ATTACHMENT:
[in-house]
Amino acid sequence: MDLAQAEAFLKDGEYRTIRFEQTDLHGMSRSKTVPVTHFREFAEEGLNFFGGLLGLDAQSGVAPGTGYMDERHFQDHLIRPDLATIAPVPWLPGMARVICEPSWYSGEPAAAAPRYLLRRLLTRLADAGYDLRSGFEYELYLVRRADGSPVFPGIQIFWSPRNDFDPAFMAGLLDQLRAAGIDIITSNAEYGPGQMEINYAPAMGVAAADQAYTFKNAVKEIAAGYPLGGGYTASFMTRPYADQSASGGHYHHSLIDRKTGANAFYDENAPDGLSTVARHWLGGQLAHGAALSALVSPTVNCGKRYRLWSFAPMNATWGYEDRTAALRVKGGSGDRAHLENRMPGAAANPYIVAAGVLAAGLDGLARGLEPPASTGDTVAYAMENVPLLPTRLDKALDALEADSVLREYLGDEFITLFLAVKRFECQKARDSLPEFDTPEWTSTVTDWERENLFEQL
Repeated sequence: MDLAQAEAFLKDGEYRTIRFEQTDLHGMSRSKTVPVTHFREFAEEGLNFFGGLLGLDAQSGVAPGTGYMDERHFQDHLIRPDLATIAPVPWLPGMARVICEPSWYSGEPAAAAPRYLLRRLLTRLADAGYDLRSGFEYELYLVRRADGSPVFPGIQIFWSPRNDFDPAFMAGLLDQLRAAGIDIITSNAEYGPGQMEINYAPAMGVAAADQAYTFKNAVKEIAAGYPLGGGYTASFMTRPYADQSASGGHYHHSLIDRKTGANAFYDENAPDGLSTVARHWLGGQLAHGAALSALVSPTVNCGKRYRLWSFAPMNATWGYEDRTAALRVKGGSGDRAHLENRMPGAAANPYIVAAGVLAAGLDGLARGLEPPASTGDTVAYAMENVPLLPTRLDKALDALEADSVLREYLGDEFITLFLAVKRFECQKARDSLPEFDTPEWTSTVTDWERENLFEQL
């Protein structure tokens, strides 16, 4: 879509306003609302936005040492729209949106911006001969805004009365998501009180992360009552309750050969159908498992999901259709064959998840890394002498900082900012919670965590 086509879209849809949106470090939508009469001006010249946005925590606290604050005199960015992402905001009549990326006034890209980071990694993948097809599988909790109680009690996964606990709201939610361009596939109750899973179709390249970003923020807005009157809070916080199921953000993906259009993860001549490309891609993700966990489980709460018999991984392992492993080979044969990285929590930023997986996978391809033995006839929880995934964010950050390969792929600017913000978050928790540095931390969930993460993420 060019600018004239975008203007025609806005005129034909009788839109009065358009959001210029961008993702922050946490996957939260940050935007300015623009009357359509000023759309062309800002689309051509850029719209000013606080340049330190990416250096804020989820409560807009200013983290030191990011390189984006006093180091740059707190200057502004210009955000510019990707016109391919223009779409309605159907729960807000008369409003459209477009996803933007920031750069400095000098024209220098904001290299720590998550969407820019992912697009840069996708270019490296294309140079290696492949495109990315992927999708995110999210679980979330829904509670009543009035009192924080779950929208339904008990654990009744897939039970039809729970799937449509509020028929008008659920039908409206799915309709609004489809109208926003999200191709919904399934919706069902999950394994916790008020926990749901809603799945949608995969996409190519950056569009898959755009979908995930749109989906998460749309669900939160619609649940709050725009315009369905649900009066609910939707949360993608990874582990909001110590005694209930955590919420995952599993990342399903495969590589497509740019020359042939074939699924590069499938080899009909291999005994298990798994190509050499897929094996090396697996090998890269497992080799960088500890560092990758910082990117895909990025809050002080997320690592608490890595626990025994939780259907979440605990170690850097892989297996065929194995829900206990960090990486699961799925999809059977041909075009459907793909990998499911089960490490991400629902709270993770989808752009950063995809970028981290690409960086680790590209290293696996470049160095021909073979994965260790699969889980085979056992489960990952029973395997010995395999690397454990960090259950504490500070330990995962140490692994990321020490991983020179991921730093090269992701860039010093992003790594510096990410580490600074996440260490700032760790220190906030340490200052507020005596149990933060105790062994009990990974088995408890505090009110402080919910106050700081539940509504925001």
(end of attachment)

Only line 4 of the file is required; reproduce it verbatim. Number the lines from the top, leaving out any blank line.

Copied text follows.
């Protein structure tokens, strides 16, 4: 879509306003609302936005040492729209949106911006001969805004009365998501009180992360009552309750050969159908498992999901259709064959998840890394002498900082900012919670965590 086509879209849809949106470090939508009469001006010249946005925590606290604050005199960015992402905001009549990326006034890209980071990694993948097809599988909790109680009690996964606990709201939610361009596939109750899973179709390249970003923020807005009157809070916080199921953000993906259009993860001549490309891609993700966990489980709460018999991984392992492993080979044969990285929590930023997986996978391809033995006839929880995934964010950050390969792929600017913000978050928790540095931390969930993460993420 060019600018004239975008203007025609806005005129034909009788839109009065358009959001210029961008993702922050946490996957939260940050935007300015623009009357359509000023759309062309800002689309051509850029719209000013606080340049330190990416250096804020989820409560807009200013983290030191990011390189984006006093180091740059707190200057502004210009955000510019990707016109391919223009779409309605159907729960807000008369409003459209477009996803933007920031750069400095000098024209220098904001290299720590998550969407820019992912697009840069996708270019490296294309140079290696492949495109990315992927999708995110999210679980979330829904509670009543009035009192924080779950929208339904008990654990009744897939039970039809729970799937449509509020028929008008659920039908409206799915309709609004489809109208926003999200191709919904399934919706069902999950394994916790008020926990749901809603799945949608995969996409190519950056569009898959755009979908995930749109989906998460749309669900939160619609649940709050725009315009369905649900009066609910939707949360993608990874582990909001110590005694209930955590919420995952599993990342399903495969590589497509740019020359042939074939699924590069499938080899009909291999005994298990798994190509050499897929094996090396697996090998890269497992080799960088500890560092990758910082990117895909990025809050002080997320690592608490890595626990025994939780259907979440605990170690850097892989297996065929194995829900206990960090990486699961799925999809059977041909075009459907793909990998499911089960490490991400629902709270993770989808752009950063995809970028981290690409960086680790590209290293696996470049160095021909073979994965260790699969889980085979056992489960990952029973395997010995395999690397454990960090259950504490500070330990995962140490692994990321020490991983020179991921730093090269992701860039010093992003790594510096990410580490600074996440260490700032760790220190906030340490200052507020005596149990933060105790062994009990990974088995408890505090009110402080919910106050700081539940509504925001």